By Zach Arnold | May 15, 2014
Whenever the document dumps for future California State Athletic Commission meetings are released, I’m a sucker for pouring over the pages and looking at the fine print. There’s always a news story to be found.
The document dump for Friday’s CSAC meeting in Los Angeles is no exception. I want you to take a look at page 35.
In the dullest typewriter font, there is a breakdown of gate taxes that CSAC levies on boxing, kickboxing, MMA, muay thai, and pro-wrestling events. Section 18824 of the state’s Business and Professions Code spells out the following:
(2) A fee of 5 percent, exclusive of any federal taxes paid thereon, of the amount paid for admission to the contest or wrestling exhibition, except that for any one contest, the fee shall not exceed the amount of one hundred thousand dollars ($100,000). The commission shall report to the Legislature on the fiscal impact of the one-hundred-thousand-dollar ($100,000) limit on fees collected by the commission for admissions revenues during its next sunset review.
According to CSAC’s numbers for their July 2013-June 2014 Fiscal Year, here are the gate taxation numbers so far from live events:
- Boxing – Gate Taxes: $176,151.41
- Wrestling – Gate Taxes: $228,698.09
- Mixed Martial Arts – Gate Taxes: $123,336.08
Interesting to note that the commission has made $117,854.25 on fines and $188,650.00 on the TV tax. A vote at Friday’s LA meeting to confirm the Legislature’s raising of the TV tax cap from $25,000 to $35,000 is a fait accompli.
Why do these numbers matter? They matter because if it wasn’t for the taxation revenue coming in from WWE events, all hell would be breaking loose over the Athletic Commission’s financials right now. And who is paying the taxation bill? WWE is paying the bills, not other promoters.
What makes the situation a nuisance for WWE is the fact that they’ve went along with the request for taxation as a sunk cost. Paying a live gate tax plus a $35,000 TV tax for SummerSlam is the cost of doing business, right? But the thing is that the taxation by the Athletic Commission is from a state governmental entity that is in charge of regulating combat sports contests and wrestling exhibitions.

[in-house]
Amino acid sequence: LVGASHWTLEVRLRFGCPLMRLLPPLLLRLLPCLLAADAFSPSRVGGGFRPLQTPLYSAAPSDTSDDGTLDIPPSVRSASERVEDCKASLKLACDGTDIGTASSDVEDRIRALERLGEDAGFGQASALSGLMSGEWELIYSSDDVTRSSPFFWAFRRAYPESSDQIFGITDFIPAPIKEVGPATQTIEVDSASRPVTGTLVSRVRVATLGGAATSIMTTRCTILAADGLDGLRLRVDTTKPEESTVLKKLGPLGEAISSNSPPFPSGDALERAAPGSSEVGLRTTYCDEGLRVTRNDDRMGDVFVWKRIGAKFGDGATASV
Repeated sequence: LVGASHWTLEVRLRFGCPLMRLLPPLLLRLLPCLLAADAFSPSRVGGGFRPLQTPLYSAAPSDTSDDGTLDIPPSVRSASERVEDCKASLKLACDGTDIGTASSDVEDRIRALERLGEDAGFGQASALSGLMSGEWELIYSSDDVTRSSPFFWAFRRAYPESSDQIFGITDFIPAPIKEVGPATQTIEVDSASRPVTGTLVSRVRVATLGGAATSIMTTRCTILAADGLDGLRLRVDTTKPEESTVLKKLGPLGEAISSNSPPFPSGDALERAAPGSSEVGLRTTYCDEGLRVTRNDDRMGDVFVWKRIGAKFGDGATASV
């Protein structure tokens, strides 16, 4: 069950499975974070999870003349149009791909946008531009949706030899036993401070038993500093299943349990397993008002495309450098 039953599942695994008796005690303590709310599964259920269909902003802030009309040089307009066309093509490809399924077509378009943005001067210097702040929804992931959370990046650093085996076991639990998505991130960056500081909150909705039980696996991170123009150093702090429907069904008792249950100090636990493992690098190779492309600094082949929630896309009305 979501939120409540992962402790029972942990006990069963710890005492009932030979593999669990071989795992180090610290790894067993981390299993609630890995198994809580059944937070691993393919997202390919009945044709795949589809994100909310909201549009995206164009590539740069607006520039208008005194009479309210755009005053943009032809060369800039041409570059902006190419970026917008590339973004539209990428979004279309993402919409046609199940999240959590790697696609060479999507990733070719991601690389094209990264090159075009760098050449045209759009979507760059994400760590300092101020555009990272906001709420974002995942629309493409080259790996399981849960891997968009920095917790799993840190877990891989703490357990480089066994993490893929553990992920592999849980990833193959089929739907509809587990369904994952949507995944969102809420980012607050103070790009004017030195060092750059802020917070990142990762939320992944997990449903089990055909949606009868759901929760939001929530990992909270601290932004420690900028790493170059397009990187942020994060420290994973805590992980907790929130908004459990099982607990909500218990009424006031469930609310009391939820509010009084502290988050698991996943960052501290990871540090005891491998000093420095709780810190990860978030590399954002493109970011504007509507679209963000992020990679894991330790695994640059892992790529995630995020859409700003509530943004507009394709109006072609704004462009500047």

And in the case of the Athletic Commission, they aren’t actually regulating anything when it comes to the wrestling exhibitions. Athletic Inspectors aren’t drug testing wrestlers. They aren’t collecting licensing fees from wrestlers, timekeepers, promoters, matchmakers, doctors, and officials. All that is happening is your random athletic inspector is going to the box office of the arena where WWE is running a show at and collecting a receipt for the 5% tax to send to Sacramento.
In the case of WWE, they are the ones getting whacked with the 5% tax. You aren’t hearing reports about athletic inspectors going to all independent pro-wrestling shows in the state and collecting the 5% tax on the books. If the Athletic Commission had to send athletic inspectors to every pro-wrestling show in the state to collect the 5% tax, they would be losing a lot of money when it comes to equal enforcement of collecting tax revenue.
Which brings us to Wrestlemania in 2015 at the new 49ers (Levi’s) Stadium in Santa Clara County. Whether it’s WWE or the parties they are getting site fees from to host Wrestlemania at the stadium, they are going to be asked by the Athletic Commission to pony up a check of $135,000 to cover the 5% tax without any sort of regulation oversight.
$135,000 is a lot of money, even to Vince McMahon. Why should WWE allow themselves to be singled out for taxation by the Athletic Commission when this state regulatory body a) isn’t doing any actual regulation of wrestling exhibitions; b) isn’t collecting 5% tax revenue from other wrestling promoters in the state; and c) isn’t licensing any of the participants involved in an exhibition that they’re supposed to be regulating?
When the WWE and their business partners can make up to $10 million dollars for an event like Wrestlemania, paying the Athletic Commission $135,000 as a sunk cost for nothing in return is ridiculous. WWE has some very good attorneys at their disposal. If they don’t put up a fight in court over the Athletic Commission targeting them only for wrestling taxation, then the Athletic Commission will continue to rake in hundreds of thousands of dollars from their events while other wrestling promoters in the state avoid the 5% tax. Either tax all the promoters equally or tax none of them. What defense would Consumer Affairs have in court when challenged over the taxation of WWE only and not other wrestling promoters? If the WWE used the Athletic Commission’s own rules against them in court, what would Sacramento’s defense be?
And without the revenue from WWE events, the Athletic Commission’s current budget would look a whole lot worse.